Something out of Nothing V: Bottom of the Bag Yuft' Bread (And a Word About Cheese Sandwiches)
A few years ago I learned that one unit of rye and two of oats (by weight, I imagine) was called yuft' in 17th century Russia. Ever since I have been thinking of possible uses for yuft'. Yuft' granola is a strong front-runner, as is yuft'meal porridge. This year, while taking inventory for my pre-peysekh bottom-of-the-bag bread I found I had close to three pounds of yuft' and seized the moment to make this bread.
Have a shufty as well at Bottom of the Bag Bread, Bottom of the Bag Pancakes, Bottom of the Bag Muffins and Bottom of the Bag Cookies from previous years, and Lindy’s Something out of Nothing roundup.
This bread is milkhik and requires some sufficiently terrifying identification as such.
Something out of Nothing V: Bottom of the Bag Yuft' Bread
1 1/2 cups water
5 packages dry yeast
1 1/2 cups cooked oatmeal porridge
4 tablespoons salt (this seems like a lot of salt, but really, it needed even a little bit more)
8 ounces coconut oil, melted
8 ounces molasses
about 12 ounces kefir
2 cups yogurt
1 pound 9 ounces all-purpose flour
1 pound light rye flour
1 pound 6 1/2 ounces rolled oats
9 ounces whole wheat pastry flour
2 cups cooked kamut berries (3/4 cup kamut cooked in lavishly salted water for an hour)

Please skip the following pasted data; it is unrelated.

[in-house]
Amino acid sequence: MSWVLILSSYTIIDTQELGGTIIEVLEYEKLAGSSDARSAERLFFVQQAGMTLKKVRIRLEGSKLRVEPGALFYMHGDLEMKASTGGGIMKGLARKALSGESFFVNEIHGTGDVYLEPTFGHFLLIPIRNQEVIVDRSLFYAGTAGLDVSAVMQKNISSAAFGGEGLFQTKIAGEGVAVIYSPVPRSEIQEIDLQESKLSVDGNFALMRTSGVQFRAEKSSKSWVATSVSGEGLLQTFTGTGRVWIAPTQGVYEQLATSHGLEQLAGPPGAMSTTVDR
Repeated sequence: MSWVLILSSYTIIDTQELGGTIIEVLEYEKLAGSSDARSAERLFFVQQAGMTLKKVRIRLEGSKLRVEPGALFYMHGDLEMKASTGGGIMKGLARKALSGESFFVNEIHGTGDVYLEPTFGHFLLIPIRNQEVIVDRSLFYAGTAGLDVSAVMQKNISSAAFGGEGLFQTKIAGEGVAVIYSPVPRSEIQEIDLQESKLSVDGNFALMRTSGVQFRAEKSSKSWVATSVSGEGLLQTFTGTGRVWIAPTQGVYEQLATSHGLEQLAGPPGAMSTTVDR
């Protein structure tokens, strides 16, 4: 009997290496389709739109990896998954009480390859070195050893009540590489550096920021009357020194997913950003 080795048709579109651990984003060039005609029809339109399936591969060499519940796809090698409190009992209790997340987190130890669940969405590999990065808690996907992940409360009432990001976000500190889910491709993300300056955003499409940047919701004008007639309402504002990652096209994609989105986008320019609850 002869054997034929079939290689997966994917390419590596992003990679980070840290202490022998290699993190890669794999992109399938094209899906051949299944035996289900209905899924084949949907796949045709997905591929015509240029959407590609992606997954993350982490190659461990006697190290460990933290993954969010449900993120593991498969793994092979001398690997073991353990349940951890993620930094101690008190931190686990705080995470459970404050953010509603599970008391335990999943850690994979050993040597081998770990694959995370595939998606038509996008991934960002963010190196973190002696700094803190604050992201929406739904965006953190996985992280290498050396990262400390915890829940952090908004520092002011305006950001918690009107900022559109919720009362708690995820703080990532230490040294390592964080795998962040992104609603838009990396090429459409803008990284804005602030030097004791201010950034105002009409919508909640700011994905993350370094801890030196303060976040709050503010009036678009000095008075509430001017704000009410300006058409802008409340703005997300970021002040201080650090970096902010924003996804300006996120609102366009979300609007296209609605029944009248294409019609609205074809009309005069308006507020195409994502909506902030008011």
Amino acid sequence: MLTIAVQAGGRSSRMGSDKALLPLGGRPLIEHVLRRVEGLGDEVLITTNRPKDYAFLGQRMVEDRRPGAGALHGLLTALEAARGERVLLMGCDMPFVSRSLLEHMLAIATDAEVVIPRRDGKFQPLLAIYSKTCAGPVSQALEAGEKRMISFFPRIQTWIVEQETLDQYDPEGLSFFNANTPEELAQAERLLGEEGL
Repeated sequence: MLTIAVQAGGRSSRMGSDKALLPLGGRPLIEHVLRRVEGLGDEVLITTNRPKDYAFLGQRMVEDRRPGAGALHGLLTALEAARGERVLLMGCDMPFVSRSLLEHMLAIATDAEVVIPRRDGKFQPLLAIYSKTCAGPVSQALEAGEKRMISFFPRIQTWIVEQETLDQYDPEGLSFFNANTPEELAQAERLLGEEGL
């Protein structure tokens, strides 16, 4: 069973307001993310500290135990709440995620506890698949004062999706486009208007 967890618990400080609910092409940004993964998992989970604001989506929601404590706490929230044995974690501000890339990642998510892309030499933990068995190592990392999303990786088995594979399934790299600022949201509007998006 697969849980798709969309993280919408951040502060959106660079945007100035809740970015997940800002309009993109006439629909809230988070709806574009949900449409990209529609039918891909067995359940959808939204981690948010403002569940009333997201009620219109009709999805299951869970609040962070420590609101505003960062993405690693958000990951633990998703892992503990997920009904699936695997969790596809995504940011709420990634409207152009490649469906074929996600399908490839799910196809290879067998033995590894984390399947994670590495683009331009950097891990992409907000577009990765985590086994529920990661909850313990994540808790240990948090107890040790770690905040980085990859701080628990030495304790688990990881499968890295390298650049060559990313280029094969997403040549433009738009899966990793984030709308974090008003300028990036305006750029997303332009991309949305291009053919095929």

An egg for egg wash
White and black sesame seeds
Coarse sea salt
Dissolve the yeast in 1 1/2 cups water. When it becomes foamy add the porridge, salt, and other liquid ingredients, and stir to blend well. knead in the flours and oats. If you are using a mixer, this will need to be done in two batches. The dough will be heavy and sticky. Knead well for about twenty minutes and knead in the kamut berries.
Allow the dough to rise two hours . Punch down and leave to rise overnight in the refrigerator. Form the cold dough into six loaves and proof for about an hour and a half.
Heat the oven to 375.
Brush the loaves with two coats of egg wash and sprinkle with sesame seeds and salt. Place the loaves in the oven and lower heat to 350. Bake for forty-five minutes or until they are well-browned and sound hollow when tapped on the bottom.
This made densely-textured bread that sliced up beautifully and was admirably suited to grilled-cheese sandwiches.
Since I have gone and brought up the subject of grilled cheese sandwiches, you must allow me to beg your indulgence on one small matter. You will think that this is extra work and a bit of a bother, and you are right, but please pay heed. If you are planning to add a slice of tomato, or some thin shavings of onion, or anything of that sort to your sandwiches, you must first grill the vegetables so that they are sizzling hot and only then assemble the sandwiches. A sandwich with a slice of cold, raw tomato will never get completely hot and melty all the way through, and it is this that makes life worth living.